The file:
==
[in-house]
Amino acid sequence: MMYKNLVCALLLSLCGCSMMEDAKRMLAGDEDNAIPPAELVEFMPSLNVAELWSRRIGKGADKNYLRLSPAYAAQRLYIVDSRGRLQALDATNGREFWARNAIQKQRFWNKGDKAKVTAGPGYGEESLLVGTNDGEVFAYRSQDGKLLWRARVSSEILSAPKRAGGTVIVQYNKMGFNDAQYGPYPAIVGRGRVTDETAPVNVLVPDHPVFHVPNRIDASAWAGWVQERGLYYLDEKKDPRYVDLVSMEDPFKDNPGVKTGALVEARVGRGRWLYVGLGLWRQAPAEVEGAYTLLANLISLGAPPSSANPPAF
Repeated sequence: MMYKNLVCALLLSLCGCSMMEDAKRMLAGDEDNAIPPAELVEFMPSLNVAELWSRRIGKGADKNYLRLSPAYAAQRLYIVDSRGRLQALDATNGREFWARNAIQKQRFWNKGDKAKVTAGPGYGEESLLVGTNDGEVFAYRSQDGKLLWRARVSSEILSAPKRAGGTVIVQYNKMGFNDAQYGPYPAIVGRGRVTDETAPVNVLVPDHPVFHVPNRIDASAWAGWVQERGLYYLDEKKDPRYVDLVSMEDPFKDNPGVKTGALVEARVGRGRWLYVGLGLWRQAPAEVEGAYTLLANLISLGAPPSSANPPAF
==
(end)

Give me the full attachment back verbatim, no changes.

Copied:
[in-house]
Amino acid sequence: MMYKNLVCALLLSLCGCSMMEDAKRMLAGDEDNAIPPAELVEFMPSLNVAELWSRRIGKGADKNYLRLSPAYAAQRLYIVDSRGRLQALDATNGREFWARNAIQKQRFWNKGDKAKVTAGPGYGEESLLVGTNDGEVFAYRSQDGKLLWRARVSSEILSAPKRAGGTVIVQYNKMGFNDAQYGPYPAIVGRGRVTDETAPVNVLVPDHPVFHVPNRIDASAWAGWVQERGLYYLDEKKDPRYVDLVSMEDPFKDNPGVKTGALVEARVGRGRWLYVGLGLWRQAPAEVEGAYTLLANLISLGAPPSSANPPAF
Repeated sequence: MMYKNLVCALLLSLCGCSMMEDAKRMLAGDEDNAIPPAELVEFMPSLNVAELWSRRIGKGADKNYLRLSPAYAAQRLYIVDSRGRLQALDATNGREFWARNAIQKQRFWNKGDKAKVTAGPGYGEESLLVGTNDGEVFAYRSQDGKLLWRARVSSEILSAPKRAGGTVIVQYNKMGFNDAQYGPYPAIVGRGRVTDETAPVNVLVPDHPVFHVPNRIDASAWAGWVQERGLYYLDEKKDPRYVDLVSMEDPFKDNPGVKTGALVEARVGRGRWLYVGLGLWRQAPAEVEGAYTLLANLISLGAPPSSANPPAF